Underwood considered the record to be "a first effort, naive, stiff, quaky and innocent [but] a ticket into the marketplace".[5] Holzman expressed similar sentiments and thought Buckley wasn't comfortable in his own musical skin.[3] Larry Beckett suggested the band's desire to please audiences held it back.[7]

Elektra released two singles promoting the debut album, "Wings" with "Grief in My Soul" as the B-side, and "Aren't You the Girl"/"Strange Street Affair Under Blue." Buckley followed with "Once Upon a Time" and "Lady Give Me Your Key", which were not well regarded but showed potential.[11] Elektra decided not to release the songs as singles, and the songs remained in Elektra's record vaults. Rhino Records was unable to find "Lady Give Me Your Key" to include on its Morning Glory: The Tim Buckley Anthology,[7] but the song was the title track on Light in the Attic Records' 2017 collection of the previously unissued 1967 acoustic sessions. "Once Upon A Time" surfaced on Rhino's Where The Action Is 1965–68 Los Angeles anthology in 2009.

Goodbye and Hello, released in 1967, featured late 1960s-style poetry and songs in different timings, and was an ambitious release for the 20-year-old Buckley.[2][12] Reflecting the confidence Elektra had in Buckley and group, they were given free rein on the content of the album.[11] Beckett continued as lyricist and the album consisted of Buckley originals and Beckett–Buckley collaborations. Critics noted the improved lyrical and melodic qualities of Buckley's music.[13] Buckley's voice had developed since his last release and the press appreciated both his lower register and falsetto in equal measure.[12]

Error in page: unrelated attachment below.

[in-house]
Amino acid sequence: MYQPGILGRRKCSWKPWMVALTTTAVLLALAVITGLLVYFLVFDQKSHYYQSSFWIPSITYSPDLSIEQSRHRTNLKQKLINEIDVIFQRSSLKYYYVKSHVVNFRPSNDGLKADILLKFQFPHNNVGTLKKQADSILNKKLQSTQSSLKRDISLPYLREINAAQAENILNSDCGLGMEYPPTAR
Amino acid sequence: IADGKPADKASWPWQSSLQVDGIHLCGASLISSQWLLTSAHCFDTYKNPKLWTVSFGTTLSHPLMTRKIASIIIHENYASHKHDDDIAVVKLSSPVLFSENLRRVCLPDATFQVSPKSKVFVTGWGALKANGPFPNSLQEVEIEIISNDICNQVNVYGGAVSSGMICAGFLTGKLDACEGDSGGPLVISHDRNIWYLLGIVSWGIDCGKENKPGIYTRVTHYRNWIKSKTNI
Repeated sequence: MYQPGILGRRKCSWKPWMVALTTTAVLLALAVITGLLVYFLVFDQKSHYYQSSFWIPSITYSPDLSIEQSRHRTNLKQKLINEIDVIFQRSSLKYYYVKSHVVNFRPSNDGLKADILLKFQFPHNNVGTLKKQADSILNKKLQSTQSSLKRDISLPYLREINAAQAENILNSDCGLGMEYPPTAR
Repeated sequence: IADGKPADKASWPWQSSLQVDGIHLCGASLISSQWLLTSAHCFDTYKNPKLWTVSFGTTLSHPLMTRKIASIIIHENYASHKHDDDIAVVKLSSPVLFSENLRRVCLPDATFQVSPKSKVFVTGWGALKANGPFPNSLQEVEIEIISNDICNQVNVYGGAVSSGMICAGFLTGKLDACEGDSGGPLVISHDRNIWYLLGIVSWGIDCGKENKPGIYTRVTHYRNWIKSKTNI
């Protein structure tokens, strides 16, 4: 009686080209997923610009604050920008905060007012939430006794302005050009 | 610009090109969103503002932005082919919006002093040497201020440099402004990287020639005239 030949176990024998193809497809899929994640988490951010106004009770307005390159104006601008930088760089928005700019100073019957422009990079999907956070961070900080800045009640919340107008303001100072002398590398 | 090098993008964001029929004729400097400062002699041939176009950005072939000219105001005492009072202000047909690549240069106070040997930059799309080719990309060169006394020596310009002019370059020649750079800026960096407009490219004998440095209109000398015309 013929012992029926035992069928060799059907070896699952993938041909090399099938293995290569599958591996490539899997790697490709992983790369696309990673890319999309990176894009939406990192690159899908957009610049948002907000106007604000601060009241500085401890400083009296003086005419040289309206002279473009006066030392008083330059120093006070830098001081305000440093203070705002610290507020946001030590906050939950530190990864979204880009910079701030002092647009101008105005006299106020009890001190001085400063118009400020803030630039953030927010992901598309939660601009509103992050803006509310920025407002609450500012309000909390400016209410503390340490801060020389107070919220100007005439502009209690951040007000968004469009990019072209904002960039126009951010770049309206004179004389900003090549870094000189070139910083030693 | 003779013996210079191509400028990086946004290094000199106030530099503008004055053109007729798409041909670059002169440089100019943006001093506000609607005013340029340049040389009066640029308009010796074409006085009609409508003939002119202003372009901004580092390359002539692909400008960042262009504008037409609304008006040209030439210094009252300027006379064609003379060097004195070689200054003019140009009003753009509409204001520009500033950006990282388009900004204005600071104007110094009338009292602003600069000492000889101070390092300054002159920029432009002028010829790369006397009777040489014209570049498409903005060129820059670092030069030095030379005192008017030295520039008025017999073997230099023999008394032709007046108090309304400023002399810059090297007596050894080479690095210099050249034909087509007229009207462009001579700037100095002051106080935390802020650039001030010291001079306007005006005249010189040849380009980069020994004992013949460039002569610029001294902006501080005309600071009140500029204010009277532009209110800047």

The subject of the album distinguished it from its predecessor. Beckett addressed the psychological nature of war in "No Man Can Find the War",[11] and Underwood welcomed Buckley's entry into darker territory with "Pleasant Street".[5] "I Never Asked to Be Your Mountain" represented a confessional lyric to his estranged wife and child,[12] while the mix of introspective folk songs and political-themed content attracted folk fans and anti-war audiences.[5] Holzman had faith in Buckley and rented advertising space for the musician on the Sunset Strip, an unusual step for a solo act.[13] Buckley distanced himself from comparisons to Bob Dylan, expressing an apathy toward Dylan and his work.[14] While Goodbye and Hello did not make Buckley a star, it performed better in the charts than his previous effort, peaking at No. 171.[12]

Buckley's higher profile led to his album The Best of Tim Buckley being used as a soundtrack to the 1969 film Changes. Buckley performed "Song to the Siren" on the final episode of The Monkees television show.[2][12] Buckley was wary of the press and often avoided interviews.[15] After a slot on The Tonight Show, Buckley was standoffish and insulting toward Carson, and on another television appearance refused to lip-synch to "Pleasant Street".[2]